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COVID-19 Super Scheme - What the Changing Landscape of Superannuation Means for Fintechs

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Brian Collins

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COVID-19 Super Scheme - What the Changing Landscape of Superannuation Means for Fintechs

On 23 March 2020, the Australian government announced a temporary measure to battle the effects of coronavirus on the economy.

This new rule passed under the Coronavirus Economic Response Package Omnibus Bill 2020 allowed workers to access up to $10,000 of their superannuation in 2019-20 and a further $10,000 in the 2020-21 financial year.

In one way, this announcement reflects the superannuation system's strength and reinforces the fact that it was built for Australians' well-being.

Viewed from a different angle, however, the announced changes led to the breaking of the sacrosanct nature of the "funds" as they're known. Australians suddenly began looking into their super accounts for the first time, comparing them against other funds and seeing where their money was being invested.

This gives fintechs a huge opportunity as this continues to unfold.

The Impacts

Although the scheme was intended for those financially hit by the Covid pandemic, some individuals saw it as an opportunity to thrive.

In the last ten months, since the program started, over 3.5 million savers withdrew more than $36 billion (APRA). Also, according to The Australian Institute of Superannuation Trustees (AIST), nearly one million young workers closed or drained their accounts through the super COVID scheme.

Though not instant, the impacts of this trend are expected to hit young workers and women most heavily. According to experts, a 35-year old who withdrew $20,000 through the super covid scheme could end up tens of thousands of dollars worse off in retirement.

Apart from losing the opportunity to have a comfortable retirement, many consequences face young workers who applied for early access ignorant of eligibility. One unfortunate effect is reduced death, disability and/or income protection insurance that is often tied to their superannuation plans.

Major Shifts

The Super Covid Scheme has brought many gaps in the industry to the fore. The scheme has exposed the need for super funds to have digital traction of their members.

As workers began approaching their super for the first time in their lives, they also found that the intricacies of the funds, their policies, and their digital offerings can be difficult to understand at best and impossible at worst.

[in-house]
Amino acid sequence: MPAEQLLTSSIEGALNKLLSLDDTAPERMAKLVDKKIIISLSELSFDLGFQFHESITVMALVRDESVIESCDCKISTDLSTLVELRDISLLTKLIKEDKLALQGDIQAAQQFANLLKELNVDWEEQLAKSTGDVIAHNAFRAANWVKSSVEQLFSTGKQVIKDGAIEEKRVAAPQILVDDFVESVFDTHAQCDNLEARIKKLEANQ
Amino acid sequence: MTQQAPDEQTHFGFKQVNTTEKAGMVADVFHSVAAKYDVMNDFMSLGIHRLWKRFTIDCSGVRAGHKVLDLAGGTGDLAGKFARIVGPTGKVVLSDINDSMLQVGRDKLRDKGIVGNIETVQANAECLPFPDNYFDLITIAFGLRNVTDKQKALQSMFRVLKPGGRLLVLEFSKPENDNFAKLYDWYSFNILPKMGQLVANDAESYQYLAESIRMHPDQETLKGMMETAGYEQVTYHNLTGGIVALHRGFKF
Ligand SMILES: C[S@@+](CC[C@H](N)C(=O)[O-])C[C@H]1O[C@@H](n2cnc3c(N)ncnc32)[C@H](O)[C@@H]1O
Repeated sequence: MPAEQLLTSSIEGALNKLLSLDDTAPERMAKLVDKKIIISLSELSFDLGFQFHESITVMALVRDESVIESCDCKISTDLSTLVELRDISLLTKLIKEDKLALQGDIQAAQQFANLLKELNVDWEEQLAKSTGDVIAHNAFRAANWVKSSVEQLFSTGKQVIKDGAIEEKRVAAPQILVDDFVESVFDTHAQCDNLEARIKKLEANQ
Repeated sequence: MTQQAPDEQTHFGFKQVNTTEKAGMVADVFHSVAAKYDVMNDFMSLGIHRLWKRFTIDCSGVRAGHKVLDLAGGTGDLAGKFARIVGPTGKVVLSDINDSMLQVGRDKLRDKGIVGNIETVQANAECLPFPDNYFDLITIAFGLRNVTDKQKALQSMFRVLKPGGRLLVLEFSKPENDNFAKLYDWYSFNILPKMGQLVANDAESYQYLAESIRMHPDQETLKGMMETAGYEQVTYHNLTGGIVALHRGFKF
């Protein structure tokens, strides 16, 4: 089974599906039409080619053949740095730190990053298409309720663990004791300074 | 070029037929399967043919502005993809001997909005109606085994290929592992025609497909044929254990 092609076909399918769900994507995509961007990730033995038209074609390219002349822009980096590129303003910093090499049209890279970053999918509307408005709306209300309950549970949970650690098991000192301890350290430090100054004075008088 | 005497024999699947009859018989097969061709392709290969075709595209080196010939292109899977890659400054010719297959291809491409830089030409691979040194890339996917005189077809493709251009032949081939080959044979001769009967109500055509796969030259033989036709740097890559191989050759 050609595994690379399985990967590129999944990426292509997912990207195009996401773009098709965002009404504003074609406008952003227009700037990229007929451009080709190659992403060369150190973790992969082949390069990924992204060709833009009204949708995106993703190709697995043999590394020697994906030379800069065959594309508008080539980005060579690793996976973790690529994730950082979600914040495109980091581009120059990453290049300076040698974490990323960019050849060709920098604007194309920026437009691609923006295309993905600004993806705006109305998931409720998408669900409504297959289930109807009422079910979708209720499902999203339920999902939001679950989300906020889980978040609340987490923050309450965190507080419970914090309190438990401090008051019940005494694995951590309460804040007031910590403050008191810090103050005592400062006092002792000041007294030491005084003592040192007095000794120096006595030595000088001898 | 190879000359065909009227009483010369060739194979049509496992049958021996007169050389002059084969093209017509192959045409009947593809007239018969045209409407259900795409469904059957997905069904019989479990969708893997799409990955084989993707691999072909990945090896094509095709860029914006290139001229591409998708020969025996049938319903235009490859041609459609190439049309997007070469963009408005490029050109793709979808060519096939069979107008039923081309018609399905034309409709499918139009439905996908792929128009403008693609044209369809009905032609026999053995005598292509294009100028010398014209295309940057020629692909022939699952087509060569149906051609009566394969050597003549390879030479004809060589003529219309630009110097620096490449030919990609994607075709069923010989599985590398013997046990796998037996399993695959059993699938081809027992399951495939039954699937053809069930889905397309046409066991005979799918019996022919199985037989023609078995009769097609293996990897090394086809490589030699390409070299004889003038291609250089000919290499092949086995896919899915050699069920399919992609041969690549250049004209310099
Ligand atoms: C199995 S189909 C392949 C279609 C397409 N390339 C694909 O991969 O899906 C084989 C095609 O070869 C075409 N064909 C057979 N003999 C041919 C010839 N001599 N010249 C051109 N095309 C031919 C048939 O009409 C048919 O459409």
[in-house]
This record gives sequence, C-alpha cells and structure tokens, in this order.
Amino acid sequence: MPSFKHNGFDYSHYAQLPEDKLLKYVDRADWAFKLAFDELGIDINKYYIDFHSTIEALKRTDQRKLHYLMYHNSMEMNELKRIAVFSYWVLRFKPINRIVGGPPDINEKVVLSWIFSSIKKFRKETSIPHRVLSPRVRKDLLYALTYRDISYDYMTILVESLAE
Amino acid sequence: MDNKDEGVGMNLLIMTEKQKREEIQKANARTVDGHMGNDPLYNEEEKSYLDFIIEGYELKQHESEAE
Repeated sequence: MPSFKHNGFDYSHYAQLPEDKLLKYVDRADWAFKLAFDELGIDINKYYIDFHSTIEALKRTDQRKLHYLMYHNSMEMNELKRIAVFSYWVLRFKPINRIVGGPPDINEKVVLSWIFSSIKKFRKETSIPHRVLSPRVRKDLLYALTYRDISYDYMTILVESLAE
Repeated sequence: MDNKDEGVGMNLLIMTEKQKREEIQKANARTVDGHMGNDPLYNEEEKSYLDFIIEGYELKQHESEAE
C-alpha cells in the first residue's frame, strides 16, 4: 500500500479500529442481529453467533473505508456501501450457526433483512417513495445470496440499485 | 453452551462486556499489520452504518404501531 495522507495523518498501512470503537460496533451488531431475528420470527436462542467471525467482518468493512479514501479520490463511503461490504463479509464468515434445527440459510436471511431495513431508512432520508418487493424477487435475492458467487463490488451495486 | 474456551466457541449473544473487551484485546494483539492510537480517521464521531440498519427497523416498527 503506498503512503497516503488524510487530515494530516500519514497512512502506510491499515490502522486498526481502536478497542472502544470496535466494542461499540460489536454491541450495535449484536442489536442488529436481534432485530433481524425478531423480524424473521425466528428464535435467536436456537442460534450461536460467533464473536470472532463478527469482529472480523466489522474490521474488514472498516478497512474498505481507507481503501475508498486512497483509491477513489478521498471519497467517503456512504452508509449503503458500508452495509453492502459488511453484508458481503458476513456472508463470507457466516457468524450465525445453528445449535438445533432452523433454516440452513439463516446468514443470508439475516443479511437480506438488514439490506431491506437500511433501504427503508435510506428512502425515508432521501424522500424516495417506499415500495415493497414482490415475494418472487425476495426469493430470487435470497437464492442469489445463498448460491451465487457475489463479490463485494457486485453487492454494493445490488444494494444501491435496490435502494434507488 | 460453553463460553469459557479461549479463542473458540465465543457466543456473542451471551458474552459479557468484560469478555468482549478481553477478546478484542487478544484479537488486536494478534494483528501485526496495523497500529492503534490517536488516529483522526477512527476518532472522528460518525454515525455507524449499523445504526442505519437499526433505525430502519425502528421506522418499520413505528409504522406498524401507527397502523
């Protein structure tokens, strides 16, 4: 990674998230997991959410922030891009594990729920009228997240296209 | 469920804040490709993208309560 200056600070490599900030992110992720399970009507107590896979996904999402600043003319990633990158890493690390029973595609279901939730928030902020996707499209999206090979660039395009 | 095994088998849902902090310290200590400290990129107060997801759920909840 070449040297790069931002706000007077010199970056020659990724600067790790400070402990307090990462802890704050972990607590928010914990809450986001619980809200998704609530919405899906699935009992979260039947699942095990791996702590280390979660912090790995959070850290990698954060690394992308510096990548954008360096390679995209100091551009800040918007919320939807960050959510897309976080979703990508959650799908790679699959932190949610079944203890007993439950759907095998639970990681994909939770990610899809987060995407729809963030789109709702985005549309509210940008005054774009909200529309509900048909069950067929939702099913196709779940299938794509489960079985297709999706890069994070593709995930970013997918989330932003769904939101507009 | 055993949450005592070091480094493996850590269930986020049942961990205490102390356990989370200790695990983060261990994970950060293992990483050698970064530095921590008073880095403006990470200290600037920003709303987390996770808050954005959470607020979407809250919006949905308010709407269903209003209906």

Beyond this, the scheme has caused two major shifts that will open up huge opportunities.

  • Movement of superannuation funds from consumers to other entities or Self Managed Super funds looking for better returns or investments with their values (ESG);
  • An opening for politicians to explore other ways of allowing voters to use their super, and a new set of regulations aimed at taking the burden off future rises in pay requirements and low performing supers

Going Forward – An Opportunity for Fintechs

For years now, the Australian superannuation industry has been relatively resistant to disruption. The recent change of rules, means that this could change dramatically.

The above shifts signal a superannuation industry that is ripe for transformation from a prohibitive, complex, jargon-led culture towards a cost-effective and transparent experience for each contributor.

With the establishment of disruptive technologies, the industry won't escape the next wave of change.

Fintechs considering entirely new digital offerings will have the upper hand in this wave. These are companies that are able to develop more efficient avenues to deliver holistic offerings that provide innovative platforms, diverse retirement products, appropriate insurances, as well as affordable education, guidance, and advocacy.

And to the supreme delight of workers, many of these new options will be digital first.

In other words, a time has come for fintech to re-imagine retirement planning. The current decade offers a better place to start from the perspective of 2021 following the coming of the pandemic and as companies press more fully into a sustainable recovery.


For most people, enjoying retirement isn't something they chew over until they near the exit door.

Earlier last year, superannuation hit its biggest shake-up since its inception in 1991, causing shifts that could drastically change the financial systems and livelihoods of millions of people.

These shifts have opened the door for what will probably be the largest opportunity in the Australian financial industry for the next decade. For those fintechs looking to explore this new world, they may find themselves on the hunt for the next major Australian gold rush.

Brian Collins avatar

Brian Collins

Fintech Managing Director @ Startupbootcamp Australia